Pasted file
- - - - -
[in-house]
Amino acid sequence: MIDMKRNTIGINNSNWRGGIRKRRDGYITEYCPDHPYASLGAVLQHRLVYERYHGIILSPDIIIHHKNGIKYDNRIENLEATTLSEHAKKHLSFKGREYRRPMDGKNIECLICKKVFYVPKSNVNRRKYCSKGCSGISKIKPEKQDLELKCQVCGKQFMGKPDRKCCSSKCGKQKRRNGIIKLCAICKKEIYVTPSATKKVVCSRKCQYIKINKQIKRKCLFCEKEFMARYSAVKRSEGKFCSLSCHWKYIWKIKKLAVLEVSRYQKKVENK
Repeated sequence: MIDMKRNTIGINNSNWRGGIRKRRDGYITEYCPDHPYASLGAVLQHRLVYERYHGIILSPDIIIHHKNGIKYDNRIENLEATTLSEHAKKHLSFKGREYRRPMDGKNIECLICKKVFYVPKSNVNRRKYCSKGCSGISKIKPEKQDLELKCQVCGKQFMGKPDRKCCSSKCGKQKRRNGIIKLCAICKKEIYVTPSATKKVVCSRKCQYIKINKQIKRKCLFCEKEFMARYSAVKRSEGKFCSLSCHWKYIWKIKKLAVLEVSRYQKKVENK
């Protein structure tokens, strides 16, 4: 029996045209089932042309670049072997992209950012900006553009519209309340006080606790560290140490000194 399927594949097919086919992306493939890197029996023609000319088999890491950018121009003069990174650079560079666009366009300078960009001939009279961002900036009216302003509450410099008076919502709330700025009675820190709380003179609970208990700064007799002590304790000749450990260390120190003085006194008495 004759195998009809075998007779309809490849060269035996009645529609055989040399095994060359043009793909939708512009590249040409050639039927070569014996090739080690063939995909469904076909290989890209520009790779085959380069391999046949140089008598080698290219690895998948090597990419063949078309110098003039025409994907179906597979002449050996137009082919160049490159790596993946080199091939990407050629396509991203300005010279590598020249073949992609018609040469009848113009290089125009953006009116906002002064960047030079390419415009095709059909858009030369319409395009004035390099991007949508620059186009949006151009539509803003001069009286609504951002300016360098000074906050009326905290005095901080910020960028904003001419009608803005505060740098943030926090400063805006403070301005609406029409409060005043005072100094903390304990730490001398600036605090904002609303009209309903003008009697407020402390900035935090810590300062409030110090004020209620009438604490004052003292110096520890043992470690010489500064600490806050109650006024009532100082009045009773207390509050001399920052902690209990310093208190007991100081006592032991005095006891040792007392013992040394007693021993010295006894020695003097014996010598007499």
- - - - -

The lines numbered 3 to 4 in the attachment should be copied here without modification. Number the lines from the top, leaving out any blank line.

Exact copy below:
Repeated sequence: MIDMKRNTIGINNSNWRGGIRKRRDGYITEYCPDHPYASLGAVLQHRLVYERYHGIILSPDIIIHHKNGIKYDNRIENLEATTLSEHAKKHLSFKGREYRRPMDGKNIECLICKKVFYVPKSNVNRRKYCSKGCSGISKIKPEKQDLELKCQVCGKQFMGKPDRKCCSSKCGKQKRRNGIIKLCAICKKEIYVTPSATKKVVCSRKCQYIKINKQIKRKCLFCEKEFMARYSAVKRSEGKFCSLSCHWKYIWKIKKLAVLEVSRYQKKVENK
């Protein structure tokens, strides 16, 4: 029996045209089932042309670049072997992209950012900006553009519209309340006080606790560290140490000194 399927594949097919086919992306493939890197029996023609000319088999890491950018121009003069990174650079560079666009366009300078960009001939009279961002900036009216302003509450410099008076919502709330700025009675820190709380003179609970208990700064007799002590304790000749450990260390120190003085006194008495 004759195998009809075998007779309809490849060269035996009645529609055989040399095994060359043009793909939708512009590249040409050639039927070569014996090739080690063939995909469904076909290989890209520009790779085959380069391999046949140089008598080698290219690895998948090597990419063949078309110098003039025409994907179906597979002449050996137009082919160049490159790596993946080199091939990407050629396509991203300005010279590598020249073949992609018609040469009848113009290089125009953006009116906002002064960047030079390419415009095709059909858009030369319409395009004035390099991007949508620059186009949006151009539509803003001069009286609504951002300016360098000074906050009326905290005095901080910020960028904003001419009608803005505060740098943030926090400063805006403070301005609406029409409060005043005072100094903390304990730490001398600036605090904002609303009209309903003008009697407020402390900035935090810590300062409030110090004020209620009438604490004052003292110096520890043992470690010489500064600490806050109650006024009532100082009045009773207390509050001399920052902690209990310093208190007991100081006592032991005095006891040792007392013992040394007693021993010295006894020695003097014996010598007499």